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Catalytic Converter Theft Rampant Across the Nation

The dramatic rise of catalytic converter thefts across the nation since the start of the COVID-19 pandemic has prompted Iowa and 34 other states to either consider or pass legislation to address the problem. According to National Insurance Crime Bureau (NICB), in 2018, there were 1,298 catalytic converter thefts reported. The number jumped to 14,433 in 2020. In December 2020 alone there were 2,347 thefts, roughly 16 percent of the yearly total.

A catalytic converter looks like a small muffler in a vehicle’s exhaust system designed to convert the engine's hazardous exhaust into less harmful gasses using platinum, palladium, or rhodium. In recent years, the values of these precious metals have skyrocketed, ranging from about $1,100 for platinum, nearly $3,000 for palladium, and $15,000 or more for rhodium. Recyclers typically pay $50 to $250 for a catalytic converter. 

According to NICB, there is a clear connection between times of crisis, limited resources, and disruption of the supply chain. As the value of the precious metals within catalytic converters continue to increase, so will the number of thefts of these devices.

“We have seen a significant increase during the pandemic. It's an opportunistic crime. As the value of the precious metals contained within the catalytic converters continues to increase, so do the number of thefts of these devices,” said NICB President and CEO David Glawe. “There is a clear connection between times of crisis, limited resources, and disruption of the supply chain that drives investors towards these precious metals.”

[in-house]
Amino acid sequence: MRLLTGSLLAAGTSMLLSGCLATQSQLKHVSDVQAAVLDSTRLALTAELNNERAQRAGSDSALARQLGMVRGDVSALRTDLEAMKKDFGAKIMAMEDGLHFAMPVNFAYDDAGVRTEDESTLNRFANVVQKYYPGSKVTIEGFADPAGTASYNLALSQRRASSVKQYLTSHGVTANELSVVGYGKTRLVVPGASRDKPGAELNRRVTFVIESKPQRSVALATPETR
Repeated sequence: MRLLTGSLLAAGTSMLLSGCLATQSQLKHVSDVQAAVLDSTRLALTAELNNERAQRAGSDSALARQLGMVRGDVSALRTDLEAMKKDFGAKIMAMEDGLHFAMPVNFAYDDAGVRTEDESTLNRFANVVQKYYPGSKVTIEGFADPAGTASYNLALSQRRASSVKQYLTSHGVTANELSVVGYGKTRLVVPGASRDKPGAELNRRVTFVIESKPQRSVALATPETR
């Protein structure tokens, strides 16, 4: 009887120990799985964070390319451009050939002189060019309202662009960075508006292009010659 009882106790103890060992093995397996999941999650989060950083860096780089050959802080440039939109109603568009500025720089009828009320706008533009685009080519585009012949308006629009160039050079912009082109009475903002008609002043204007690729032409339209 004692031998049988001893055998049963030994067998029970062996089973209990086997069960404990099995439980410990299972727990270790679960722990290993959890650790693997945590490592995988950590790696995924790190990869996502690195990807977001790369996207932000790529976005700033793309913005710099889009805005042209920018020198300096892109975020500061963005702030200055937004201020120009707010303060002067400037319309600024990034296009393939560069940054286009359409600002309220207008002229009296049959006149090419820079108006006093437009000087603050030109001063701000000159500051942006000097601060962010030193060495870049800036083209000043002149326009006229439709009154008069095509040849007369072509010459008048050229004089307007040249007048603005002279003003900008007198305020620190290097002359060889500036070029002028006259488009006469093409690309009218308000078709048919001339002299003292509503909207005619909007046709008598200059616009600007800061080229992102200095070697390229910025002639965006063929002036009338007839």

In March, the Iowa House passed Senate File 2287, which requires sellers to provide an original receipt for a replacement catalytic converter before selling it to a scrap dealer or a junking certificate for a vehicle issued fewer than 30 days before selling a catalytic converter. Recyclers and scrap metal dealers are to keep a confidential log of paperwork authenticating ownership. The bill passed the Senate with amendments in May.

Removing a catalytic converter takes only minutes using some basic, readily-available, battery-operated tools. To avoid being a victim of this theft, NCIB recommends vehicle owners:

  • Park in a garage or a secured parking area.
  • Install a bright motor sensor light to dissuade potential thieves
  • Park fleet vehicles in secured, alarmed, well-lit yards
  • Always lock vehicle and set alarm
  • Install an anti-theft device

To report the theft and determine the best course of action, NICB advises vehicle owners to contact their insurer.

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